1. Gabaldon, Josi BS, MS


Background and Purpose: Falls are the leading cause of unintentional deaths in older adults, with nearly one-third of adults older than 65 years falling annually. Previous work reveals that both medication status and gait changes are contributing factors to falls in older adults; however, it is unknown how these factors interact. Thus, the purpose of this investigation was to examine differences between gait biomechanics as a function of medication status in individuals older than 60 years with a self-reported history of falling. It was hypothesized that differences in gait mechanics would be observed as a function of the number of medications in these individuals.


Methods: A total of 384 participants, age, mean (SD) = 73.2 (4.2) years; height, mean (SD) = 173.09 (16.4) cm; mass, mean (SD) = 65.45 (5.78) kg, were recruited from across the Southwest United States (Texas, New Mexico, Arizona, Nevada, and California) by the Electronic Caregiver Mobile Fall Risk Assessment Laboratory. Data for cadence, gait velocity, stride length, swing time, and double-support time were collected using a Walkway gait analysis system. Factor analysis was employed to determine whether the gait characteristics were similar to those observed in previous studies. A multivariate analysis with a follow-up univariate analysis was employed to determine group differences in gait factors and variables according to medication number (>=4 medications, n = 262 vs <=3 medications, n = 122).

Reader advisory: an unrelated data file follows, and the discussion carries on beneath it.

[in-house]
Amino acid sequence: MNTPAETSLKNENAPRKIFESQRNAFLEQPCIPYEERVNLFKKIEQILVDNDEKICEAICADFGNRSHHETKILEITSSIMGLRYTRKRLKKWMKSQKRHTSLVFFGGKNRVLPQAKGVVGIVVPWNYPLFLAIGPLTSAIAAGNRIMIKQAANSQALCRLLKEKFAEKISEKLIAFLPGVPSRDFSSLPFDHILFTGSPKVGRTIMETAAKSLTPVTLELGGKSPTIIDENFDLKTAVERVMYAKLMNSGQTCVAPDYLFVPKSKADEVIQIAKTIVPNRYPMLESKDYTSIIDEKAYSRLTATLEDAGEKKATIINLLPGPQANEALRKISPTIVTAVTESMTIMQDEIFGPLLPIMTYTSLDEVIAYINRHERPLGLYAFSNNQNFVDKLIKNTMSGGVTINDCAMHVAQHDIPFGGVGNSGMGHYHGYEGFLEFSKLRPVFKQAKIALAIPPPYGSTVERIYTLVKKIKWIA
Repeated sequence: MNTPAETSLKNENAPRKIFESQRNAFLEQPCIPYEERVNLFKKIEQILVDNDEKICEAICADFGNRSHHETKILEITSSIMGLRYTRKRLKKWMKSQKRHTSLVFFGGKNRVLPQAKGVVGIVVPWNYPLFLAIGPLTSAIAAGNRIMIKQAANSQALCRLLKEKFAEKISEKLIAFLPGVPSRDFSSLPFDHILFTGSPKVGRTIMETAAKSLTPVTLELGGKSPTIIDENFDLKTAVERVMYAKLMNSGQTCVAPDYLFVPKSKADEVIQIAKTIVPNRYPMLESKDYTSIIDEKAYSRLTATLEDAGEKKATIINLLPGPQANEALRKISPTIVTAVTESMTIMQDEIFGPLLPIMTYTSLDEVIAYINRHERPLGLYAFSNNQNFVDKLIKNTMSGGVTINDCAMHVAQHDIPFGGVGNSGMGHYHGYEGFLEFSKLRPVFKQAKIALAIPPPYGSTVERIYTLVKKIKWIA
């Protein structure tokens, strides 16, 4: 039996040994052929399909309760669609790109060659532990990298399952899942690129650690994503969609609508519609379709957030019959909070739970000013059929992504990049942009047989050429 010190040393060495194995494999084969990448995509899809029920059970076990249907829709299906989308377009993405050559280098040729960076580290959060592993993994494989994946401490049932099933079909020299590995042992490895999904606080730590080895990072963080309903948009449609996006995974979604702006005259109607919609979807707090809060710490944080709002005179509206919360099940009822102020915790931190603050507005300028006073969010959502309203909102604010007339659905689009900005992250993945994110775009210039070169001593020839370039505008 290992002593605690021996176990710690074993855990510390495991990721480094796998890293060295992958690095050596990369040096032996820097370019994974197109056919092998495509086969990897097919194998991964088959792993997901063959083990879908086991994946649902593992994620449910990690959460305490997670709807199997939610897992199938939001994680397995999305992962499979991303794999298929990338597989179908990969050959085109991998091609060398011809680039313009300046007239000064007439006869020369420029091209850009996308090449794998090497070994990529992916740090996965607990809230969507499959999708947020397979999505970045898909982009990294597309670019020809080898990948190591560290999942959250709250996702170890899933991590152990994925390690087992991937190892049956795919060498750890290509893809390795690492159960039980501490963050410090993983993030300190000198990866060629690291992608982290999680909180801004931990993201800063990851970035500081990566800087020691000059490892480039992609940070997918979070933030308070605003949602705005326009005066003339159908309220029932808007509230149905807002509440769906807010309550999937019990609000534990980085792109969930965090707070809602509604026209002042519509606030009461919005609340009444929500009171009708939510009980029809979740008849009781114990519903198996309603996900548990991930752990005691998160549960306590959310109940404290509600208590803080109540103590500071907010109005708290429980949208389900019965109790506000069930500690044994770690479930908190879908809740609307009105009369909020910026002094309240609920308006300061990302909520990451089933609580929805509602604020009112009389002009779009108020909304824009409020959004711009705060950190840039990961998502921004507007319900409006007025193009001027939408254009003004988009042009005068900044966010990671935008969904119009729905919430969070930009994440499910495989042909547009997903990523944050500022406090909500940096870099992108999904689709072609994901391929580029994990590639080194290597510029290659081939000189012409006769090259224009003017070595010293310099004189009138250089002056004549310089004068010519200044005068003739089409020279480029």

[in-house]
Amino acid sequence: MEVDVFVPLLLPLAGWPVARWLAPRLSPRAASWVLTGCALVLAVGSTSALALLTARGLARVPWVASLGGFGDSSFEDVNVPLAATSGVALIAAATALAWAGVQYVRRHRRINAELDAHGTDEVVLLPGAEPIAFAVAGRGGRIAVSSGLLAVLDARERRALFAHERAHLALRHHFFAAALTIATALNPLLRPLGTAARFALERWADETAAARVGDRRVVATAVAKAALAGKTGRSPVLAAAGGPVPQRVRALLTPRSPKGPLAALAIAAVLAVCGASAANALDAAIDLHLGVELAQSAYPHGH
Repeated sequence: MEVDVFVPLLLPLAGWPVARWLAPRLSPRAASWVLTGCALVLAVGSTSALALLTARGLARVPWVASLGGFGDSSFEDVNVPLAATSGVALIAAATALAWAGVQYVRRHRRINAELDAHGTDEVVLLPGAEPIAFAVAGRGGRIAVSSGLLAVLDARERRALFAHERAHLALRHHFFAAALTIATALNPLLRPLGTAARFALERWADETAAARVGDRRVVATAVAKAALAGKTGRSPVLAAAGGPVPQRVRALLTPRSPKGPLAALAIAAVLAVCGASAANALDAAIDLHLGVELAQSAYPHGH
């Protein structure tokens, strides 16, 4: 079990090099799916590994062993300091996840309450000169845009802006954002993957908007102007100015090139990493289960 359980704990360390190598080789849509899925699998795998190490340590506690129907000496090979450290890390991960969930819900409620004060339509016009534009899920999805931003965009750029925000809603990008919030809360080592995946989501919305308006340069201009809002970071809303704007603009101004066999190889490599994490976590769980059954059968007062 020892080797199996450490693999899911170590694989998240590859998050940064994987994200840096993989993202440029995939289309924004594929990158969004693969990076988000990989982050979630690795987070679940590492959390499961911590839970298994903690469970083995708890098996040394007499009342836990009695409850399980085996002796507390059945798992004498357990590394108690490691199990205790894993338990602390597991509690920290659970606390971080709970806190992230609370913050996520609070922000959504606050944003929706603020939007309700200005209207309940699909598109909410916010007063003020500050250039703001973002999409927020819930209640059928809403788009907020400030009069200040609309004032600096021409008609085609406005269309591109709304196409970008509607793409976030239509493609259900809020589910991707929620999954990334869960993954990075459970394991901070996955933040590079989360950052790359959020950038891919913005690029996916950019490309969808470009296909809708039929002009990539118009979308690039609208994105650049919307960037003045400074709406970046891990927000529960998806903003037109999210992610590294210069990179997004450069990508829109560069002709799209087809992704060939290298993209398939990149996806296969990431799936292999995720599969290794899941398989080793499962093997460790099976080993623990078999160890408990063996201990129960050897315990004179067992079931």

Results: Results of the factor analysis reveal that the data analyzed in the current study are similar to those observed in previous studies, with cadence (factor loading coefficient [FLC] = 0.745), gait velocity (FLC = 0.922), stride length (FLC = 0.789 for left and 0.790 for right) loading positively on a "pace" factor, swing time (FLC = 0.728 for right and 0.683 for left), and double-support time (FLC= 0.723) loading positively on a "rhythm" factor. The results of the multivariate analysis of variance revealed differences in gait factors across groups according to medication status. Univariate follow-up tests reveal that double-support time is longer and stride length is shorter in persons taking 4 or more medications as compared with those on 3 or fewer medications.


Conclusion: The findings of this study indicate that certain abnormal gait parameters in participants with a history of falls are associated with taking 4 or more medications. Future studies should examine the extent to which gait changes and medications interact to predict falls.